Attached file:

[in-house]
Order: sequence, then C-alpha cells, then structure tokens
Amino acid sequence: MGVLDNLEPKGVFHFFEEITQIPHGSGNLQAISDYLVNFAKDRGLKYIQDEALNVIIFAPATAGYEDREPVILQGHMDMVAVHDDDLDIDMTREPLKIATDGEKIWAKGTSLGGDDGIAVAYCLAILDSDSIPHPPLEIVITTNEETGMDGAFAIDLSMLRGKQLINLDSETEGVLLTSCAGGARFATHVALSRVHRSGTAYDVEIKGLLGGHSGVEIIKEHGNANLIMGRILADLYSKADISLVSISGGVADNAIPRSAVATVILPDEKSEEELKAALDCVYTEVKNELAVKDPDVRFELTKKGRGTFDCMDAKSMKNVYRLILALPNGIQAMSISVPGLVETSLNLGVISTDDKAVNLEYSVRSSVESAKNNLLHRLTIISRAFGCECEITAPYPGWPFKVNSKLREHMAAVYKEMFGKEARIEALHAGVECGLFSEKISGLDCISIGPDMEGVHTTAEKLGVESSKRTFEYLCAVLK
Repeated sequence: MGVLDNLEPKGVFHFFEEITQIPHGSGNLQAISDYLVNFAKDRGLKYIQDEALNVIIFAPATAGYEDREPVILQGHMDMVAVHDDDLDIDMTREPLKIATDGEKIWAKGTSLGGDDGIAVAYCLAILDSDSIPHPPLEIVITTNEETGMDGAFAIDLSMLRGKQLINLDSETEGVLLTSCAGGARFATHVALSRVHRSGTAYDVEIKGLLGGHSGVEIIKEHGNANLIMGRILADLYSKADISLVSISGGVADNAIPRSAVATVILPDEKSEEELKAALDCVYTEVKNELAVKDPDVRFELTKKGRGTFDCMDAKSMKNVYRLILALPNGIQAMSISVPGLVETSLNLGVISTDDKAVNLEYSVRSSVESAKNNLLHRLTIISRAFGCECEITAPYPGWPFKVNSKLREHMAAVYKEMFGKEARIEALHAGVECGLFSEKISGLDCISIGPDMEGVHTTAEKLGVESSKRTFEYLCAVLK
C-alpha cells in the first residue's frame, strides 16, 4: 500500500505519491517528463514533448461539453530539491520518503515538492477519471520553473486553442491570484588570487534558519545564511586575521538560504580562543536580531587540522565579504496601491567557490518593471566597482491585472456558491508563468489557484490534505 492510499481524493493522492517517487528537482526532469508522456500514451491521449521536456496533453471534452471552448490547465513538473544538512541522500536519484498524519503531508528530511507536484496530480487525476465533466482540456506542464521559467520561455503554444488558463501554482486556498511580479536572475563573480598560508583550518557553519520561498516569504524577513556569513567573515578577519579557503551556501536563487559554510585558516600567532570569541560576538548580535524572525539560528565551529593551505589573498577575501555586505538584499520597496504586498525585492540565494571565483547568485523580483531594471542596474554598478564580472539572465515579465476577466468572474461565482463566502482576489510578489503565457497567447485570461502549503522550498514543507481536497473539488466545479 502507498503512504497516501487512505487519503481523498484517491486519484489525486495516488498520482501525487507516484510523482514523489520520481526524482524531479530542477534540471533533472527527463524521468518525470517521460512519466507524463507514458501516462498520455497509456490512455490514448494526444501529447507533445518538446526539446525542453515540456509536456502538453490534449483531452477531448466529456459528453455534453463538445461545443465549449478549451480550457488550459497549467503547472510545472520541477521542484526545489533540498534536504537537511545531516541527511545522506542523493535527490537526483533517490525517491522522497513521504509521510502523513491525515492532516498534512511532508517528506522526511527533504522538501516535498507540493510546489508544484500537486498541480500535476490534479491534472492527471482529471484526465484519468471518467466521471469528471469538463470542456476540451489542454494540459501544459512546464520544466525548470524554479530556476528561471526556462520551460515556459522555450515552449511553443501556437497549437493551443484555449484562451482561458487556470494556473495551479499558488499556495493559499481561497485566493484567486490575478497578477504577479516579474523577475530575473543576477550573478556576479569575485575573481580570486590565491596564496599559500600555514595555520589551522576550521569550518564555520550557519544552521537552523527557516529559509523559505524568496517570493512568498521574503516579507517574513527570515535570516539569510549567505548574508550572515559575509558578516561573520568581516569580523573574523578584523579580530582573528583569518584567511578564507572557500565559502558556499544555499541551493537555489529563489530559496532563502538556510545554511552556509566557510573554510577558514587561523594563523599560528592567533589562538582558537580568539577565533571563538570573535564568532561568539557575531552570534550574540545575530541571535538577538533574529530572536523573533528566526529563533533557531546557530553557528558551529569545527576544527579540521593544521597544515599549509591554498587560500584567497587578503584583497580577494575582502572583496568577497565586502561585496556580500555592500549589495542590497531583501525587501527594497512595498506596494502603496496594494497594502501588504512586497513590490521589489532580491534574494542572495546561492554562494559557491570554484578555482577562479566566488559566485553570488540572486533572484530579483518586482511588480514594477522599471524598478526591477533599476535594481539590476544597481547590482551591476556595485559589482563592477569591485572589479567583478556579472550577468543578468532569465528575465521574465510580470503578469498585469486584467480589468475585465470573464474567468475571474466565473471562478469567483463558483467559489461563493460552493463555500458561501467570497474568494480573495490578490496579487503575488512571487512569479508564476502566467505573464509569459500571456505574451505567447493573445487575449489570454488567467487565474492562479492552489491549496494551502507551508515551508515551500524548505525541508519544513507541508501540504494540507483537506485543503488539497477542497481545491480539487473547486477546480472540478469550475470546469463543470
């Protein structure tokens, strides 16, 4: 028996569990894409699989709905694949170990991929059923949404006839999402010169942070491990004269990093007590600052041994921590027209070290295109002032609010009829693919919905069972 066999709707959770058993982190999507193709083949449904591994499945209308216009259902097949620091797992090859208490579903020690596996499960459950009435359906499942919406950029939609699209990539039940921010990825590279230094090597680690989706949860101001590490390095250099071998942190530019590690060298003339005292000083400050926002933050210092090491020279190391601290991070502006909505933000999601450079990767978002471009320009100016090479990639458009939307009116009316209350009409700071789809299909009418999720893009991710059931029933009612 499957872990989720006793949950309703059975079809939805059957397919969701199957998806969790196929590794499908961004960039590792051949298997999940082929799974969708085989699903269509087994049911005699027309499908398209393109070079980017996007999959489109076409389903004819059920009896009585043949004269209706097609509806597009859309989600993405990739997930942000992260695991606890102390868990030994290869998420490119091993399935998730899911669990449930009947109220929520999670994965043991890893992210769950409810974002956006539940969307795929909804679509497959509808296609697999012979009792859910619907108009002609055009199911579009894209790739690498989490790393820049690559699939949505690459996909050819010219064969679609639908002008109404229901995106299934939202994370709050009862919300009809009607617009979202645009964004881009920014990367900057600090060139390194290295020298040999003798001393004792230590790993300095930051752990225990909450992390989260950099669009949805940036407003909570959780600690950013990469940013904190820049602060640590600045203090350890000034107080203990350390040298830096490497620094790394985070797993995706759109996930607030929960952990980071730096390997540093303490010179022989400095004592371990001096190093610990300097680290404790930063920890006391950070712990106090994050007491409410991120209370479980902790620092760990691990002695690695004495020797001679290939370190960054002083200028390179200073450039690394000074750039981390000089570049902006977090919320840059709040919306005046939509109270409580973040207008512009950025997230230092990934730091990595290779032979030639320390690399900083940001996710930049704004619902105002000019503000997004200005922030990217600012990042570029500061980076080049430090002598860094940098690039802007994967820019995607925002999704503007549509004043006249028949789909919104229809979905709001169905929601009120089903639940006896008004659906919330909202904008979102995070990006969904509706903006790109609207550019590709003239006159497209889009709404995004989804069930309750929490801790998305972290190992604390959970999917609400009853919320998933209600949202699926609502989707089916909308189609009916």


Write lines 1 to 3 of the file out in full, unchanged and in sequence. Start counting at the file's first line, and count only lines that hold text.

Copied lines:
[in-house]
Order: sequence, then C-alpha cells, then structure tokens
Amino acid sequence: MGVLDNLEPKGVFHFFEEITQIPHGSGNLQAISDYLVNFAKDRGLKYIQDEALNVIIFAPATAGYEDREPVILQGHMDMVAVHDDDLDIDMTREPLKIATDGEKIWAKGTSLGGDDGIAVAYCLAILDSDSIPHPPLEIVITTNEETGMDGAFAIDLSMLRGKQLINLDSETEGVLLTSCAGGARFATHVALSRVHRSGTAYDVEIKGLLGGHSGVEIIKEHGNANLIMGRILADLYSKADISLVSISGGVADNAIPRSAVATVILPDEKSEEELKAALDCVYTEVKNELAVKDPDVRFELTKKGRGTFDCMDAKSMKNVYRLILALPNGIQAMSISVPGLVETSLNLGVISTDDKAVNLEYSVRSSVESAKNNLLHRLTIISRAFGCECEITAPYPGWPFKVNSKLREHMAAVYKEMFGKEARIEALHAGVECGLFSEKISGLDCISIGPDMEGVHTTAEKLGVESSKRTFEYLCAVLK